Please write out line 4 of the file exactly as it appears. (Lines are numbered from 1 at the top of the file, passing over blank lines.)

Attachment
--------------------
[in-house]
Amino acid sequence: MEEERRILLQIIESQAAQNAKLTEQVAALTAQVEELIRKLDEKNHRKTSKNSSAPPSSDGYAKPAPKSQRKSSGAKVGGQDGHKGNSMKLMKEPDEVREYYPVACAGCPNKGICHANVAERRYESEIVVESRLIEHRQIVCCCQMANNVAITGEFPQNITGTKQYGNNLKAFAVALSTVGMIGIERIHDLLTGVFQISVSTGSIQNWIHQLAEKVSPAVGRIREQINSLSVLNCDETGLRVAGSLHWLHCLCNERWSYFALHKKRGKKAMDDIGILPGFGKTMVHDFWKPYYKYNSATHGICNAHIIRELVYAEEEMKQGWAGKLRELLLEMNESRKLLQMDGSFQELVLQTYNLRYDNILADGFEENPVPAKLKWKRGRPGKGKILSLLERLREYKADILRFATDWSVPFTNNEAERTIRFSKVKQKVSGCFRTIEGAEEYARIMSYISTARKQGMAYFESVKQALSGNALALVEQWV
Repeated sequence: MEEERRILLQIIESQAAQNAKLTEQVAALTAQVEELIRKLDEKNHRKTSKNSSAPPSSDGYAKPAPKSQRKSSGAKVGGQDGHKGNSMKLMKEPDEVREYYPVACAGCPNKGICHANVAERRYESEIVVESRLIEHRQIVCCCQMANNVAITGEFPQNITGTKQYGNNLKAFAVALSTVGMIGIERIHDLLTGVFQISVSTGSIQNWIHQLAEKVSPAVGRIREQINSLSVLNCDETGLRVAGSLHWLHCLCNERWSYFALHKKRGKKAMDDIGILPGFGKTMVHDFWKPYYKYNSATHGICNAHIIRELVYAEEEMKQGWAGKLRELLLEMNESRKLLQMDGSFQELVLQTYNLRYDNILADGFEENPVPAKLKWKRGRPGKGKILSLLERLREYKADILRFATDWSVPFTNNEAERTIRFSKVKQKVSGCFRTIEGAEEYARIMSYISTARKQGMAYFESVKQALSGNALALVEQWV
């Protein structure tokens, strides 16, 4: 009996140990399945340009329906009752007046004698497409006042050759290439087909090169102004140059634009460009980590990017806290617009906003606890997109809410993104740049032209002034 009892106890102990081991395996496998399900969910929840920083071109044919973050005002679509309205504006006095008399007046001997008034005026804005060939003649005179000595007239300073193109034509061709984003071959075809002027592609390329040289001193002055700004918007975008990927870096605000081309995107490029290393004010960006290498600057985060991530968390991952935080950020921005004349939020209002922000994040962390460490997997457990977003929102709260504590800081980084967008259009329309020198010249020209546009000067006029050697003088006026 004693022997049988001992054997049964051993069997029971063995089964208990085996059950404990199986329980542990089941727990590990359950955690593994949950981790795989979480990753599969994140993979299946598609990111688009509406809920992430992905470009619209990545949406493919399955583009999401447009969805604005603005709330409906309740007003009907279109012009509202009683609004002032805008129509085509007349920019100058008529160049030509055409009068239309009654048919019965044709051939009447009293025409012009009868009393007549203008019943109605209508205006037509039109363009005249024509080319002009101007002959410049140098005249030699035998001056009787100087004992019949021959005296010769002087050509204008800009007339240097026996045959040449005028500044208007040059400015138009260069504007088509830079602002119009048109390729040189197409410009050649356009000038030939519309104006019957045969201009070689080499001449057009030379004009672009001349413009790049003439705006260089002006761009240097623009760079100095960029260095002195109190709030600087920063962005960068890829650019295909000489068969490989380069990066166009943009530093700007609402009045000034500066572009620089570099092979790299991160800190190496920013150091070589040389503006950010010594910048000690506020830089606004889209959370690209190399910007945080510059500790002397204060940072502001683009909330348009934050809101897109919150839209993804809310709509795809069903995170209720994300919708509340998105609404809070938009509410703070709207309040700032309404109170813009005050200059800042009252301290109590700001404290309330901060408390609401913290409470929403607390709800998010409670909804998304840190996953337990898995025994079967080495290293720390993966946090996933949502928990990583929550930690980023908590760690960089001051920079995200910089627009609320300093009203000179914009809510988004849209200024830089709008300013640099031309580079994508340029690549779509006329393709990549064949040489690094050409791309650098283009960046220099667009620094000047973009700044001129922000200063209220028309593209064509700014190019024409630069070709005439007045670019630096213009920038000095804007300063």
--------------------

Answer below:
């Protein structure tokens, strides 16, 4: 009996140990399945340009329906009752007046004698497409006042050759290439087909090169102004140059634009460009980590990017806290617009906003606890997109809410993104740049032209002034 009892106890102990081991395996496998399900969910929840920083071109044919973050005002679509309205504006006095008399007046001997008034005026804005060939003649005179000595007239300073193109034509061709984003071959075809002027592609390329040289001193002055700004918007975008990927870096605000081309995107490029290393004010960006290498600057985060991530968390991952935080950020921005004349939020209002922000994040962390460490997997457990977003929102709260504590800081980084967008259009329309020198010249020209546009000067006029050697003088006026 004693022997049988001992054997049964051993069997029971063995089964208990085996059950404990199986329980542990089941727990590990359950955690593994949950981790795989979480990753599969994140993979299946598609990111688009509406809920992430992905470009619209990545949406493919399955583009999401447009969805604005603005709330409906309740007003009907279109012009509202009683609004002032805008129509085509007349920019100058008529160049030509055409009068239309009654048919019965044709051939009447009293025409012009009868009393007549203008019943109605209508205006037509039109363009005249024509080319002009101007002959410049140098005249030699035998001056009787100087004992019949021959005296010769002087050509204008800009007339240097026996045959040449005028500044208007040059400015138009260069504007088509830079602002119009048109390729040189197409410009050649356009000038030939519309104006019957045969201009070689080499001449057009030379004009672009001349413009790049003439705006260089002006761009240097623009760079100095960029260095002195109190709030600087920063962005960068890829650019295909000489068969490989380069990066166009943009530093700007609402009045000034500066572009620089570099092979790299991160800190190496920013150091070589040389503006950010010594910048000690506020830089606004889209959370690209190399910007945080510059500790002397204060940072502001683009909330348009934050809101897109919150839209993804809310709509795809069903995170209720994300919708509340998105609404809070938009509410703070709207309040700032309404109170813009005050200059800042009252301290109590700001404290309330901060408390609401913290409470929403607390709800998010409670909804998304840190996953337990898995025994079967080495290293720390993966946090996933949502928990990583929550930690980023908590760690960089001051920079995200910089627009609320300093009203000179914009809510988004849209200024830089709008300013640099031309580079994508340029690549779509006329393709990549064949040489690094050409791309650098283009960046220099667009620094000047973009700044001129922000200063209220028309593209064509700014190019024409630069070709005439007045670019630096213009920038000095804007300063």